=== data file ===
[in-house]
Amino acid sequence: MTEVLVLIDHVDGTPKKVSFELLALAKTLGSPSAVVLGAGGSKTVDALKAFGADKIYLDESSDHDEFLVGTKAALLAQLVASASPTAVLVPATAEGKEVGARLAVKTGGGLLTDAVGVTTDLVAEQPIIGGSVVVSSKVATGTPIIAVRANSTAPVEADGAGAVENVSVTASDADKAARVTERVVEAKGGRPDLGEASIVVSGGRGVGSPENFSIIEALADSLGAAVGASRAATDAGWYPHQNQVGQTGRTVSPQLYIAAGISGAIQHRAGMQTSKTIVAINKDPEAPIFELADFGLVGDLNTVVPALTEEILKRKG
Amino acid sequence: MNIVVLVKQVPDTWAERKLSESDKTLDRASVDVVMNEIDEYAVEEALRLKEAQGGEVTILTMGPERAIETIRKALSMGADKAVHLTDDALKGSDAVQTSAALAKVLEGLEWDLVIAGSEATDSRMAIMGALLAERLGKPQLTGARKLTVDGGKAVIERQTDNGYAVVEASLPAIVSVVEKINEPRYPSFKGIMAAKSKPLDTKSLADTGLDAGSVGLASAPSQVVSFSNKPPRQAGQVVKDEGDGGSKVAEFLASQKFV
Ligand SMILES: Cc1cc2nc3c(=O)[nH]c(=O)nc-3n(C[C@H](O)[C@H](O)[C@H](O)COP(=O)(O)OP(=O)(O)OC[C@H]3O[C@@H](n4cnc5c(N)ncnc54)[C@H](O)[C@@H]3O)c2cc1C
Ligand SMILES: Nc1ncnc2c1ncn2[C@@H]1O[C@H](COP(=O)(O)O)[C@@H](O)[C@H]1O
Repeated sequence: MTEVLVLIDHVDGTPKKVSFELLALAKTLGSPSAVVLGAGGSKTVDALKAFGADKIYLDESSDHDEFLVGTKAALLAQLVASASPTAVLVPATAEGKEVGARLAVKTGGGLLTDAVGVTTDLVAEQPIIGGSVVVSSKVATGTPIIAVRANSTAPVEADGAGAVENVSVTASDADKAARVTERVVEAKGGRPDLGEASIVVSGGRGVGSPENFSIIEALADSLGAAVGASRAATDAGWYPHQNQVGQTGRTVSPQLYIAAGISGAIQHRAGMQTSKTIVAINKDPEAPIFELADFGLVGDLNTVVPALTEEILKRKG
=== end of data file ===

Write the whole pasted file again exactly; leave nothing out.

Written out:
[in-house]
Amino acid sequence: MTEVLVLIDHVDGTPKKVSFELLALAKTLGSPSAVVLGAGGSKTVDALKAFGADKIYLDESSDHDEFLVGTKAALLAQLVASASPTAVLVPATAEGKEVGARLAVKTGGGLLTDAVGVTTDLVAEQPIIGGSVVVSSKVATGTPIIAVRANSTAPVEADGAGAVENVSVTASDADKAARVTERVVEAKGGRPDLGEASIVVSGGRGVGSPENFSIIEALADSLGAAVGASRAATDAGWYPHQNQVGQTGRTVSPQLYIAAGISGAIQHRAGMQTSKTIVAINKDPEAPIFELADFGLVGDLNTVVPALTEEILKRKG
Amino acid sequence: MNIVVLVKQVPDTWAERKLSESDKTLDRASVDVVMNEIDEYAVEEALRLKEAQGGEVTILTMGPERAIETIRKALSMGADKAVHLTDDALKGSDAVQTSAALAKVLEGLEWDLVIAGSEATDSRMAIMGALLAERLGKPQLTGARKLTVDGGKAVIERQTDNGYAVVEASLPAIVSVVEKINEPRYPSFKGIMAAKSKPLDTKSLADTGLDAGSVGLASAPSQVVSFSNKPPRQAGQVVKDEGDGGSKVAEFLASQKFV
Ligand SMILES: Cc1cc2nc3c(=O)[nH]c(=O)nc-3n(C[C@H](O)[C@H](O)[C@H](O)COP(=O)(O)OP(=O)(O)OC[C@H]3O[C@@H](n4cnc5c(N)ncnc54)[C@H](O)[C@@H]3O)c2cc1C
Ligand SMILES: Nc1ncnc2c1ncn2[C@@H]1O[C@H](COP(=O)(O)O)[C@@H](O)[C@H]1O
Repeated sequence: MTEVLVLIDHVDGTPKKVSFELLALAKTLGSPSAVVLGAGGSKTVDALKAFGADKIYLDESSDHDEFLVGTKAALLAQLVASASPTAVLVPATAEGKEVGARLAVKTGGGLLTDAVGVTTDLVAEQPIIGGSVVVSSKVATGTPIIAVRANSTAPVEADGAGAVENVSVTASDADKAARVTERVVEAKGGRPDLGEASIVVSGGRGVGSPENFSIIEALADSLGAAVGASRAATDAGWYPHQNQVGQTGRTVSPQLYIAAGISGAIQHRAGMQTSKTIVAINKDPEAPIFELADFGLVGDLNTVVPALTEEILKRKG